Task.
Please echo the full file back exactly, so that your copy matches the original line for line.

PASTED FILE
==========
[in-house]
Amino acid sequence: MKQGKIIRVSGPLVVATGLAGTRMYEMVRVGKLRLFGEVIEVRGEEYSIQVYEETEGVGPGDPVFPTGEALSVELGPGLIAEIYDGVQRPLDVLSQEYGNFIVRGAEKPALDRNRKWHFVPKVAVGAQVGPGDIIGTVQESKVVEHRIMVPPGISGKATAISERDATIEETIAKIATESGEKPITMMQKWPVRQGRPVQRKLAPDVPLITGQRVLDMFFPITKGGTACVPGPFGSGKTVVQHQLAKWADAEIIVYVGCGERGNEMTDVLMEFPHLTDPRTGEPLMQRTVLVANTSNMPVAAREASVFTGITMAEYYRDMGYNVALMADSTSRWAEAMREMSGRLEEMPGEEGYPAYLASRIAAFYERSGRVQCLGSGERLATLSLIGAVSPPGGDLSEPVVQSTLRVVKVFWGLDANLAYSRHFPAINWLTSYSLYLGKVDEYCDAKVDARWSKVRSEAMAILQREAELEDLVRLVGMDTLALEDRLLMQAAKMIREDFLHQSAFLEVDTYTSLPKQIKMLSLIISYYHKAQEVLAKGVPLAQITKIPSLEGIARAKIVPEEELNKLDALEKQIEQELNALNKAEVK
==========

[in-house]
Amino acid sequence: MKQGKIIRVSGPLVVATGLAGTRMYEMVRVGKLRLFGEVIEVRGEEYSIQVYEETEGVGPGDPVFPTGEALSVELGPGLIAEIYDGVQRPLDVLSQEYGNFIVRGAEKPALDRNRKWHFVPKVAVGAQVGPGDIIGTVQESKVVEHRIMVPPGISGKATAISERDATIEETIAKIATESGEKPITMMQKWPVRQGRPVQRKLAPDVPLITGQRVLDMFFPITKGGTACVPGPFGSGKTVVQHQLAKWADAEIIVYVGCGERGNEMTDVLMEFPHLTDPRTGEPLMQRTVLVANTSNMPVAAREASVFTGITMAEYYRDMGYNVALMADSTSRWAEAMREMSGRLEEMPGEEGYPAYLASRIAAFYERSGRVQCLGSGERLATLSLIGAVSPPGGDLSEPVVQSTLRVVKVFWGLDANLAYSRHFPAINWLTSYSLYLGKVDEYCDAKVDARWSKVRSEAMAILQREAELEDLVRLVGMDTLALEDRLLMQAAKMIREDFLHQSAFLEVDTYTSLPKQIKMLSLIISYYHKAQEVLAKGVPLAQITKIPSLEGIARAKIVPEEELNKLDALEKQIEQELNALNKAEVK